Mount St. Helens
A brief coverage of the disaster
In 2008, a volcano erupted in Skamania county, Washington. This county is home to just a little bit less people than Belton, Missouri, which has almost 24,000 people. This volcano was named Mount St. Helens a and was commonly used as a hiking range. But in 2008, when the "mountain" errupted, the entire north face of it blew off and ash flew out of the top. The ash covered most of the small county, but some areas were spared.
After People were sure the mountain was done erupting, rescue teams and news reporters rushed to Washington to help and report on the situation. Not many deaths were recorded but there were a lot of injured people. Most news crews talked about the mountain from a distance, fearing that the mountain may erupt again. But some reporters were brave enough to get a closer look.
A brief history of Skamania county
Attractions inside or near Skamania county
Goose Lake, in the U.S. state of Washington, is located within theGifford Pinchot National Forest. Travel to Goose Lake is by dirt road, along Forest Road 60, also called the Carson Guler Road, typically free of snow by late June. Fed by several streams, Goose Lake was dammed by a lava flow from Big Lava Bed, directly to the south. The lake is 58 acres in size and includes a boat launch and campground with 18 primitive campsites. Popular for fishing in summer and early fall, Goose Lake contains brook,brown, and coastal cutthroat trout.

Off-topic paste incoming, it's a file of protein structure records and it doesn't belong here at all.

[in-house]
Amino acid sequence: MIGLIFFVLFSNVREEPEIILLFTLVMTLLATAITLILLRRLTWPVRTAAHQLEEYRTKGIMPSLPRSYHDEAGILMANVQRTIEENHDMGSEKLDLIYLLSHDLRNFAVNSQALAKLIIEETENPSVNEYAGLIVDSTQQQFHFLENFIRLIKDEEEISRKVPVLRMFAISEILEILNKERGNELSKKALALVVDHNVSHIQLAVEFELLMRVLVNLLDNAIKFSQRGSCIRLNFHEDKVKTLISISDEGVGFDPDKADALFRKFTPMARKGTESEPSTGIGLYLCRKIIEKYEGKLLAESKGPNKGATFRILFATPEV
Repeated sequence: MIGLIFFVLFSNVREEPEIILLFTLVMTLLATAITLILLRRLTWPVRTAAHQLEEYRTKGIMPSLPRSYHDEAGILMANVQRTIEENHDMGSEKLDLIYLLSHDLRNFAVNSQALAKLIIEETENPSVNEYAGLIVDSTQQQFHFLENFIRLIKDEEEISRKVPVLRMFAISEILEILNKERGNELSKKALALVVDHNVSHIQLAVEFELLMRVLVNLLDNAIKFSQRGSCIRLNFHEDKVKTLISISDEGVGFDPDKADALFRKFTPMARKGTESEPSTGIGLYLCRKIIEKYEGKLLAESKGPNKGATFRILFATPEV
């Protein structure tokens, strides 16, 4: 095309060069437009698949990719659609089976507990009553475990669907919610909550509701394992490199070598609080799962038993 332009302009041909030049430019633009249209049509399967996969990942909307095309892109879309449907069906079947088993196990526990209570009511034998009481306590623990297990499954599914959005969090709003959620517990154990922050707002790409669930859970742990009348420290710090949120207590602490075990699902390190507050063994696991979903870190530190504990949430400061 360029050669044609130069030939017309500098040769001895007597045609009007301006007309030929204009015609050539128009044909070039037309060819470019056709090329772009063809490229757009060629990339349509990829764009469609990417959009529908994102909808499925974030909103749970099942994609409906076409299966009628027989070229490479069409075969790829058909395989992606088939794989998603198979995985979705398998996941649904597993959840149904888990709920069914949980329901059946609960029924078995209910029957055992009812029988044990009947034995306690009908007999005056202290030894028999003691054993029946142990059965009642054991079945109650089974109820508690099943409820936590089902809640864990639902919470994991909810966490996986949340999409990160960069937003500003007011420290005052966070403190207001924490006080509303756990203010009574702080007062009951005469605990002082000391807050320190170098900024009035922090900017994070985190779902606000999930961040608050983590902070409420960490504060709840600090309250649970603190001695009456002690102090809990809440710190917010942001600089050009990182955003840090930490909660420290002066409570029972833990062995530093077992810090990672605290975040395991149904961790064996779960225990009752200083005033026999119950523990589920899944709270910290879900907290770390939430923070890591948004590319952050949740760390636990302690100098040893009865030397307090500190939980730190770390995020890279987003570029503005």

The mountain is the site of a popular hiking trail that begins on the north side of Route 14 at milepost 53. The 6-mile (9.7 km) trail winds through heavy forest to meadows and the site of a former fire lookout. After climbing steeply for about the first half mile (0.8 km), the trail splits into two forks that meet again at the summit. The lookout was built in 1931 and reconstructed in 1952 to watch for fires across the river in Oregon's Mount Hood National Forest. Outmoded by surveillance from roads and airplanes, the fire lookout was dismantled in 1967.
Big spring creek falls
Big Spring Creek Falls is a three-tiered waterfall along Big Spring Creek, originating high on Mount Adams, with a total height of 49 ft (15 m). Its main drop is 25 ft (8 m) feet. It cascades down among a dark forest, surrounded by mosses and ferns. The falls are located within eyesight of Forest Route 23, and is a popular stop for travelers passing by, heading to the Midway High Lakes Area and Takhlakh Lake from Trout Lake or the Lewis River. The falls is managed by the Gifford Pinchot National Forest.